Even from the very beginning at the assembly centers, efforts were made to find jobs and send the people inland. In September 1942, we went to Amache Center at Granada, Colorado. Things were different there. We were free to go in and out of the center at will. Every day there were trucks going to Lamar, a town 18 miles away. There were no soldiers following us around. We shopped, did what we wanted, then caught the truck back to the center. I understand from a Mrs. Horimoto, who lived in the block up from me in the center, that after I left (September 1943), they used to go into Lamar to the movies at night time. At the beginning at Amache, we had only one soldier at the entrance. Later, there were none. We walked in and out at will. We walked to Granada (about 3 or 4 miles from the center) whenever we felt like it. There was a drug store there and a variety store; later some residents from the camp opened up a fish market and called it "Granada Market." When they returned to the West Coast, they opened a market in Little Tokyo and they called it "Granada Market" also!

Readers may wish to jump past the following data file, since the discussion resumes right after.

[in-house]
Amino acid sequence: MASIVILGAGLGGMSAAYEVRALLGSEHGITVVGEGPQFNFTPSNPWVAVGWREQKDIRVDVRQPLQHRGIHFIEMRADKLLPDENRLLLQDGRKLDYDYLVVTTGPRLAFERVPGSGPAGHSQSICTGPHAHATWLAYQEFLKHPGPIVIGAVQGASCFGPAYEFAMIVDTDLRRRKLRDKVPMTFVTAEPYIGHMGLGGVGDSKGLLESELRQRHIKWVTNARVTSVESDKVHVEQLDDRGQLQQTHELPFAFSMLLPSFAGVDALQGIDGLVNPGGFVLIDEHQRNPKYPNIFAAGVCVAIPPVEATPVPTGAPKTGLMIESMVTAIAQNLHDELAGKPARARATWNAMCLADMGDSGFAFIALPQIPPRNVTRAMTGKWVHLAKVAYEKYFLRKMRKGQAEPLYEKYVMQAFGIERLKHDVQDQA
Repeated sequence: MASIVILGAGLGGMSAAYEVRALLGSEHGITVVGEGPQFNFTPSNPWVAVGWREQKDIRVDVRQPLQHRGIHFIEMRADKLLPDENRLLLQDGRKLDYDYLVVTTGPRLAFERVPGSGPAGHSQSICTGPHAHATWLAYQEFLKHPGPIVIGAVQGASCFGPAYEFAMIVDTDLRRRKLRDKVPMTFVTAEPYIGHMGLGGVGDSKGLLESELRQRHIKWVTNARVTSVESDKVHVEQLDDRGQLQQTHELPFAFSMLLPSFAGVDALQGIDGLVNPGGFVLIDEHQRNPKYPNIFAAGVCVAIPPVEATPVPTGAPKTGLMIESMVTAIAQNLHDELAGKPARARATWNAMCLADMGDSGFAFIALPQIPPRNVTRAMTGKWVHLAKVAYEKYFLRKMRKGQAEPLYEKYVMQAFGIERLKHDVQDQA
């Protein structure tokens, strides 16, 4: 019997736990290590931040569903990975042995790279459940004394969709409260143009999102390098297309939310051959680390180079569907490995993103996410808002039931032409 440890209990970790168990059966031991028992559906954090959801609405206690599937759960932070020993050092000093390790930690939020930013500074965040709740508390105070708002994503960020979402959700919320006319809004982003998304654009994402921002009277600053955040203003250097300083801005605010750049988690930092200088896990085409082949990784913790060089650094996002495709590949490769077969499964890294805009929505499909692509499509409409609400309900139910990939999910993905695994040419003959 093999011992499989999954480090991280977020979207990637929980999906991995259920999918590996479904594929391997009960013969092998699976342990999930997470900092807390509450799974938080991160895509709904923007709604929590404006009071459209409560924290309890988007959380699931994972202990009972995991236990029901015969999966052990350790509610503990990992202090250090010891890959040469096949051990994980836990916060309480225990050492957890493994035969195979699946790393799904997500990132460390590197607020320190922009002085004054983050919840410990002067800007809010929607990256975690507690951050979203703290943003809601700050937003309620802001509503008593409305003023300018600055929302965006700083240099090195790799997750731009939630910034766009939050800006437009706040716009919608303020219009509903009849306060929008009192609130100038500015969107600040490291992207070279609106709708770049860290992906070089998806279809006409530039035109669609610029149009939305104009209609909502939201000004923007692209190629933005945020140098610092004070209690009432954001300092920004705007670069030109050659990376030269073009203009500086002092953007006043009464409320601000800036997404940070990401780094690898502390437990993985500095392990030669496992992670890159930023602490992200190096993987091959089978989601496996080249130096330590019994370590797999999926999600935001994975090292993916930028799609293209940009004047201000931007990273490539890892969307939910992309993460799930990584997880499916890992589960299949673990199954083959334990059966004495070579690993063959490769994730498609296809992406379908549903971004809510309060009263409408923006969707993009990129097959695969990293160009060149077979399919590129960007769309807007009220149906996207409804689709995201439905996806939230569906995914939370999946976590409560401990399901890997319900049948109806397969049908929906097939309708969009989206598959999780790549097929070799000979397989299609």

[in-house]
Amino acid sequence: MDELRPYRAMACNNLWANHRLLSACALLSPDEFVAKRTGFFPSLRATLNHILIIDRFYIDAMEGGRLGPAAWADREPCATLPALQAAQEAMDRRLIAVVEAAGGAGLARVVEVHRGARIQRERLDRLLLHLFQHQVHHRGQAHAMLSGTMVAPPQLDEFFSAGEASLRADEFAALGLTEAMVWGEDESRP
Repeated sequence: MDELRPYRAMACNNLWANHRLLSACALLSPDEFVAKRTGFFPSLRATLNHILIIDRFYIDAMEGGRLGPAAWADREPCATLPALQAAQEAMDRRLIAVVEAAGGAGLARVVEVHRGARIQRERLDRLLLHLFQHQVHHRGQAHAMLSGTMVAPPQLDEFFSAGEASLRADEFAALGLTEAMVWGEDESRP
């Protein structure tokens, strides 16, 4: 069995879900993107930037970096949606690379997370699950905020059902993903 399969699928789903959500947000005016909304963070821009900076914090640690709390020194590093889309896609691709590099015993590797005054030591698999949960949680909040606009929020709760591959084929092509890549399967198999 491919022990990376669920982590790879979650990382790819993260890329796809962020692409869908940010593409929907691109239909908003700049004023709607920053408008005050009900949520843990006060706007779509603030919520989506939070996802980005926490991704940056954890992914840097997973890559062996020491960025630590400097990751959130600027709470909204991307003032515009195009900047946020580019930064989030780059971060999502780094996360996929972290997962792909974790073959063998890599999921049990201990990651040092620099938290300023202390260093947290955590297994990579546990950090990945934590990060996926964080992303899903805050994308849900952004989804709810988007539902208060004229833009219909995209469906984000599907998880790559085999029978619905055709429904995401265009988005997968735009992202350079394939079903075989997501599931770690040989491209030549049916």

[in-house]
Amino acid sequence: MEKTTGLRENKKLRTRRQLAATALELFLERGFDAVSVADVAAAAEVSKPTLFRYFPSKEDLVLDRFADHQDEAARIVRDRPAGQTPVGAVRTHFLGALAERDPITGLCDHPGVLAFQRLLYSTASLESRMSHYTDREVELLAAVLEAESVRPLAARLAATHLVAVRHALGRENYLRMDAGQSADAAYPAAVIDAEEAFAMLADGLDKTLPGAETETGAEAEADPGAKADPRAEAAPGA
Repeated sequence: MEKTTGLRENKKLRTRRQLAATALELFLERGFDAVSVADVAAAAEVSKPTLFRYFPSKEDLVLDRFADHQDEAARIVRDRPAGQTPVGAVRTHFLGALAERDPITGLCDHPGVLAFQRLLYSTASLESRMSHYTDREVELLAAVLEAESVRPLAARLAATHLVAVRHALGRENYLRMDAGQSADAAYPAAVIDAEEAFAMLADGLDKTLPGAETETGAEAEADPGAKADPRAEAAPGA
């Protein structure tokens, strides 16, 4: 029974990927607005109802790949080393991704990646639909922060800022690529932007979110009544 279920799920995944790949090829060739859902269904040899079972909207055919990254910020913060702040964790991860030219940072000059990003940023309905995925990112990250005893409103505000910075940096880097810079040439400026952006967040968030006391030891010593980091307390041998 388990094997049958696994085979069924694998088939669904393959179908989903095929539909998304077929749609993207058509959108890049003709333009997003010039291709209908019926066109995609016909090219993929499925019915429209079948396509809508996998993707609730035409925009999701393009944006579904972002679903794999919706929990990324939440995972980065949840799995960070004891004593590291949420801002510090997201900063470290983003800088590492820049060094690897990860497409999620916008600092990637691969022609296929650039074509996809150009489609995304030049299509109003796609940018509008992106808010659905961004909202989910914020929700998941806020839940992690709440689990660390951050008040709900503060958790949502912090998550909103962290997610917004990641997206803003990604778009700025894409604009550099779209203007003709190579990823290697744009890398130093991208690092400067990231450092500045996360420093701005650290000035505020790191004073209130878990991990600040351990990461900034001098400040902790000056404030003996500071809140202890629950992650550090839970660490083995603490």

Here again, we had only a small administrative staff from the War Relocation Authority. Everything in Amache was run and controlled by the evacuees themselves. We were completely self-governed. The center's police were evacuees. The fire department was manned by evacuees.

Each block had twelve barracks. Each barrack was partitioned into units of different sizes. Families were assigned to the units according to the size of their family. If they had very large families, they were given more than one unit.

Each block had a mess hall, a laundry building, and a building with bathing and sanitary facilities. These blocks were run by block managers who were elected in a democratic election by the residents of the block. If there were any problems, they were taken up with the block managers. If the block managers did not do what the residents of the block felt he should, he was voted out of the position at the next election. Concentration camp? I should say not!